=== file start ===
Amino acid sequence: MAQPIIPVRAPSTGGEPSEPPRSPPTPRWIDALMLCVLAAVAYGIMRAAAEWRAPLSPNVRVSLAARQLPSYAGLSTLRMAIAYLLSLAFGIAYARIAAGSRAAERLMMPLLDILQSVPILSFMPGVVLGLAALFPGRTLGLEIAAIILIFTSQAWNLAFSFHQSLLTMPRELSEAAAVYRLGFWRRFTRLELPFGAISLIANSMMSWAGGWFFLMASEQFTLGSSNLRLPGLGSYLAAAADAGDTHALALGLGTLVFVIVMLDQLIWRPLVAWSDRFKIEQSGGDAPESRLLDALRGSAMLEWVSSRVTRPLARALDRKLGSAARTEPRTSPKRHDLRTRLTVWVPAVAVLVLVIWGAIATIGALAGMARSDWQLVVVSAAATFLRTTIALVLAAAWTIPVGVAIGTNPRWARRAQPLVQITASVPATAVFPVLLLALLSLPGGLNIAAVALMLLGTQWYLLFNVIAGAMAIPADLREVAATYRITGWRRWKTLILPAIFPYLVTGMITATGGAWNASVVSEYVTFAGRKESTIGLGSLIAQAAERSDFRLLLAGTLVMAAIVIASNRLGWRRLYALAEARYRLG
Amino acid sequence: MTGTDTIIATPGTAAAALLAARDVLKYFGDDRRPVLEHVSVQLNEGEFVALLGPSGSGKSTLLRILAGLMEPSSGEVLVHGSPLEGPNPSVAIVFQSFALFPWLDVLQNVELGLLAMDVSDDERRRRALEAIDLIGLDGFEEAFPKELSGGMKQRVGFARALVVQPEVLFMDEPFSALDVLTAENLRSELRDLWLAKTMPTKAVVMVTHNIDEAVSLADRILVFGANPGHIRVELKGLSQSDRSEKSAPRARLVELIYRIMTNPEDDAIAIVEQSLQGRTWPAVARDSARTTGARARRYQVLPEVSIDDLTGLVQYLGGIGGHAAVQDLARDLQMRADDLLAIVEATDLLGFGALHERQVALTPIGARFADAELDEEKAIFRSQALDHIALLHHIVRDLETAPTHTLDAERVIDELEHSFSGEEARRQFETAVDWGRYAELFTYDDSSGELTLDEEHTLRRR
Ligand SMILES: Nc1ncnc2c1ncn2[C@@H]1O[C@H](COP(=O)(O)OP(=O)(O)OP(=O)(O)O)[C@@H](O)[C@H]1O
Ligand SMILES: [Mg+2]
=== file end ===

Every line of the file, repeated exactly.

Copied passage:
Amino acid sequence: MAQPIIPVRAPSTGGEPSEPPRSPPTPRWIDALMLCVLAAVAYGIMRAAAEWRAPLSPNVRVSLAARQLPSYAGLSTLRMAIAYLLSLAFGIAYARIAAGSRAAERLMMPLLDILQSVPILSFMPGVVLGLAALFPGRTLGLEIAAIILIFTSQAWNLAFSFHQSLLTMPRELSEAAAVYRLGFWRRFTRLELPFGAISLIANSMMSWAGGWFFLMASEQFTLGSSNLRLPGLGSYLAAAADAGDTHALALGLGTLVFVIVMLDQLIWRPLVAWSDRFKIEQSGGDAPESRLLDALRGSAMLEWVSSRVTRPLARALDRKLGSAARTEPRTSPKRHDLRTRLTVWVPAVAVLVLVIWGAIATIGALAGMARSDWQLVVVSAAATFLRTTIALVLAAAWTIPVGVAIGTNPRWARRAQPLVQITASVPATAVFPVLLLALLSLPGGLNIAAVALMLLGTQWYLLFNVIAGAMAIPADLREVAATYRITGWRRWKTLILPAIFPYLVTGMITATGGAWNASVVSEYVTFAGRKESTIGLGSLIAQAAERSDFRLLLAGTLVMAAIVIASNRLGWRRLYALAEARYRLG
Amino acid sequence: MTGTDTIIATPGTAAAALLAARDVLKYFGDDRRPVLEHVSVQLNEGEFVALLGPSGSGKSTLLRILAGLMEPSSGEVLVHGSPLEGPNPSVAIVFQSFALFPWLDVLQNVELGLLAMDVSDDERRRRALEAIDLIGLDGFEEAFPKELSGGMKQRVGFARALVVQPEVLFMDEPFSALDVLTAENLRSELRDLWLAKTMPTKAVVMVTHNIDEAVSLADRILVFGANPGHIRVELKGLSQSDRSEKSAPRARLVELIYRIMTNPEDDAIAIVEQSLQGRTWPAVARDSARTTGARARRYQVLPEVSIDDLTGLVQYLGGIGGHAAVQDLARDLQMRADDLLAIVEATDLLGFGALHERQVALTPIGARFADAELDEEKAIFRSQALDHIALLHHIVRDLETAPTHTLDAERVIDELEHSFSGEEARRQFETAVDWGRYAELFTYDDSSGELTLDEEHTLRRR
Ligand SMILES: Nc1ncnc2c1ncn2[C@@H]1O[C@H](COP(=O)(O)OP(=O)(O)OP(=O)(O)O)[C@@H](O)[C@H]1O
Ligand SMILES: [Mg+2]